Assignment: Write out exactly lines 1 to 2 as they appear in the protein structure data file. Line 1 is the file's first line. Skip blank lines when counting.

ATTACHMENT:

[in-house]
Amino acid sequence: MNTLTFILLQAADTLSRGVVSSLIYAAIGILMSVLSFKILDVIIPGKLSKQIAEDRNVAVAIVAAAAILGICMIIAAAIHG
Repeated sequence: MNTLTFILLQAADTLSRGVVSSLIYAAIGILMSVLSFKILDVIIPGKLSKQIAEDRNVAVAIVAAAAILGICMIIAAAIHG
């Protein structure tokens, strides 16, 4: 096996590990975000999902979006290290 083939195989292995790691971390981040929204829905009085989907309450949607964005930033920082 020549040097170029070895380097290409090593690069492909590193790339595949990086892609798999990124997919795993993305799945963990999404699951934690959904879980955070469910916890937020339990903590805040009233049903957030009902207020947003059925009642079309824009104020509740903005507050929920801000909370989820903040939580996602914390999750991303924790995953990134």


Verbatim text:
[in-house]
Amino acid sequence: MNTLTFILLQAADTLSRGVVSSLIYAAIGILMSVLSFKILDVIIPGKLSKQIAEDRNVAVAIVAAAAILGICMIIAAAIHG